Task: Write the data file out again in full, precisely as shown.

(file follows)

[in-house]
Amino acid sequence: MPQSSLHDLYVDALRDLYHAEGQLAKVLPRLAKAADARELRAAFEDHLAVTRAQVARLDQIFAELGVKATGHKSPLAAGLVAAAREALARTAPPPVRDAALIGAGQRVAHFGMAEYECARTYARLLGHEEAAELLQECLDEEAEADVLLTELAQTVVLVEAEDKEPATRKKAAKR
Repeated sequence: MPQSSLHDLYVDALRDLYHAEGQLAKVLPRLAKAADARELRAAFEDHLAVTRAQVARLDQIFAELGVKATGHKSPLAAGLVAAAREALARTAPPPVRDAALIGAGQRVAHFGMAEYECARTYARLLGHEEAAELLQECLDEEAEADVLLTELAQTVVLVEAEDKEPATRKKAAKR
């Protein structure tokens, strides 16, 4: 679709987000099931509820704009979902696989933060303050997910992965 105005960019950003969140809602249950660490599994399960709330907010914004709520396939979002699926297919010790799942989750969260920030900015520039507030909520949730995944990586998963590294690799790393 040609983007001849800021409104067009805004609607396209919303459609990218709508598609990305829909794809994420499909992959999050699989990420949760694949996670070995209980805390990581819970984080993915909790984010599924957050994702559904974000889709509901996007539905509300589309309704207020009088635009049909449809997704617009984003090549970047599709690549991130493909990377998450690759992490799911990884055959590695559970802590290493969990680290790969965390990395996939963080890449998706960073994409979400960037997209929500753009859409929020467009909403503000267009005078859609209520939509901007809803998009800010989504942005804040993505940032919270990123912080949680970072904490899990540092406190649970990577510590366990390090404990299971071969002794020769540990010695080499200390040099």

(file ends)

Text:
[in-house]
Amino acid sequence: MPQSSLHDLYVDALRDLYHAEGQLAKVLPRLAKAADARELRAAFEDHLAVTRAQVARLDQIFAELGVKATGHKSPLAAGLVAAAREALARTAPPPVRDAALIGAGQRVAHFGMAEYECARTYARLLGHEEAAELLQECLDEEAEADVLLTELAQTVVLVEAEDKEPATRKKAAKR
Repeated sequence: MPQSSLHDLYVDALRDLYHAEGQLAKVLPRLAKAADARELRAAFEDHLAVTRAQVARLDQIFAELGVKATGHKSPLAAGLVAAAREALARTAPPPVRDAALIGAGQRVAHFGMAEYECARTYARLLGHEEAAELLQECLDEEAEADVLLTELAQTVVLVEAEDKEPATRKKAAKR
């Protein structure tokens, strides 16, 4: 679709987000099931509820704009979902696989933060303050997910992965 105005960019950003969140809602249950660490599994399960709330907010914004709520396939979002699926297919010790799942989750969260920030900015520039507030909520949730995944990586998963590294690799790393 040609983007001849800021409104067009805004609607396209919303459609990218709508598609990305829909794809994420499909992959999050699989990420949760694949996670070995209980805390990581819970984080993915909790984010599924957050994702559904974000889709509901996007539905509300589309309704207020009088635009049909449809997704617009984003090549970047599709690549991130493909990377998450690759992490799911990884055959590695559970802590290493969990680290790969965390990395996939963080890449998706960073994409979400960037997209929500753009859409929020467009909403503000267009005078859609209520939509901007809803998009800010989504942005804040993505940032919270990123912080949680970072904490899990540092406190649970990577510590366990390090404990299971071969002794020769540990010695080499200390040099």